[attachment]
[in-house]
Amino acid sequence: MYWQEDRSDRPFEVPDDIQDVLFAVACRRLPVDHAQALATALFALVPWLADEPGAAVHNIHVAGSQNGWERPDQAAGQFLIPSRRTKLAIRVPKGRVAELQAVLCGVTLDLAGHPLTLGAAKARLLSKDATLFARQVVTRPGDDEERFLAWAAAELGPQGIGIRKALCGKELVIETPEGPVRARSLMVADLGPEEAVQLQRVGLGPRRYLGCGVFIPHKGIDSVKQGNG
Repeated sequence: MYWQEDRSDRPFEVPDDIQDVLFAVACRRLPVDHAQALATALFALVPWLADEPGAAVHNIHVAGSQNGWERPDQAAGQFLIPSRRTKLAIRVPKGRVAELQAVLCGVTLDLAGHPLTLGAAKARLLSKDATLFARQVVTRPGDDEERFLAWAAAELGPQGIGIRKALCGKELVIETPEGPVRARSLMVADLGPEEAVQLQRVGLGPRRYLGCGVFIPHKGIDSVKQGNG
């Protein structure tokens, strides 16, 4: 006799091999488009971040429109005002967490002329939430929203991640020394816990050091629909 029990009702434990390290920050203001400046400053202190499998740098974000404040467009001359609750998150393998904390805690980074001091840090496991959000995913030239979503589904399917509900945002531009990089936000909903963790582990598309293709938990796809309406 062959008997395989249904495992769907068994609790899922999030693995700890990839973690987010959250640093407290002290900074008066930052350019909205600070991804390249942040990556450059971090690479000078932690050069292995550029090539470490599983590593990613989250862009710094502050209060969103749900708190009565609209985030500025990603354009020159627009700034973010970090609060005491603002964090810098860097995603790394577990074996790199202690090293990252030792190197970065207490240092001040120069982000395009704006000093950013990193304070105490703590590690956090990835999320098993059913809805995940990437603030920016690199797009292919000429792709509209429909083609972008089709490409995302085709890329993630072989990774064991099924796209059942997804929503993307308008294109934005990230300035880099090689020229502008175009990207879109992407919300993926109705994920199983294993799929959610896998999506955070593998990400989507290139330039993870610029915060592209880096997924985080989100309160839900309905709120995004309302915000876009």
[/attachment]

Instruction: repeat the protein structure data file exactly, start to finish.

[in-house]
Amino acid sequence: MYWQEDRSDRPFEVPDDIQDVLFAVACRRLPVDHAQALATALFALVPWLADEPGAAVHNIHVAGSQNGWERPDQAAGQFLIPSRRTKLAIRVPKGRVAELQAVLCGVTLDLAGHPLTLGAAKARLLSKDATLFARQVVTRPGDDEERFLAWAAAELGPQGIGIRKALCGKELVIETPEGPVRARSLMVADLGPEEAVQLQRVGLGPRRYLGCGVFIPHKGIDSVKQGNG
Repeated sequence: MYWQEDRSDRPFEVPDDIQDVLFAVACRRLPVDHAQALATALFALVPWLADEPGAAVHNIHVAGSQNGWERPDQAAGQFLIPSRRTKLAIRVPKGRVAELQAVLCGVTLDLAGHPLTLGAAKARLLSKDATLFARQVVTRPGDDEERFLAWAAAELGPQGIGIRKALCGKELVIETPEGPVRARSLMVADLGPEEAVQLQRVGLGPRRYLGCGVFIPHKGIDSVKQGNG
């Protein structure tokens, strides 16, 4: 006799091999488009971040429109005002967490002329939430929203991640020394816990050091629909 029990009702434990390290920050203001400046400053202190499998740098974000404040467009001359609750998150393998904390805690980074001091840090496991959000995913030239979503589904399917509900945002531009990089936000909903963790582990598309293709938990796809309406 062959008997395989249904495992769907068994609790899922999030693995700890990839973690987010959250640093407290002290900074008066930052350019909205600070991804390249942040990556450059971090690479000078932690050069292995550029090539470490599983590593990613989250862009710094502050209060969103749900708190009565609209985030500025990603354009020159627009700034973010970090609060005491603002964090810098860097995603790394577990074996790199202690090293990252030792190197970065207490240092001040120069982000395009704006000093950013990193304070105490703590590690956090990835999320098993059913809805995940990437603030920016690199797009292919000429792709509209429909083609972008089709490409995302085709890329993630072989990774064991099924796209059942997804929503993307308008294109934005990230300035880099090689020229502008175009990207879109992407919300993926109705994920199983294993799929959610896998999506955070593998990400989507290139330039993870610029915060592209880096997924985080989100309160839900309905709120995004309302915000876009």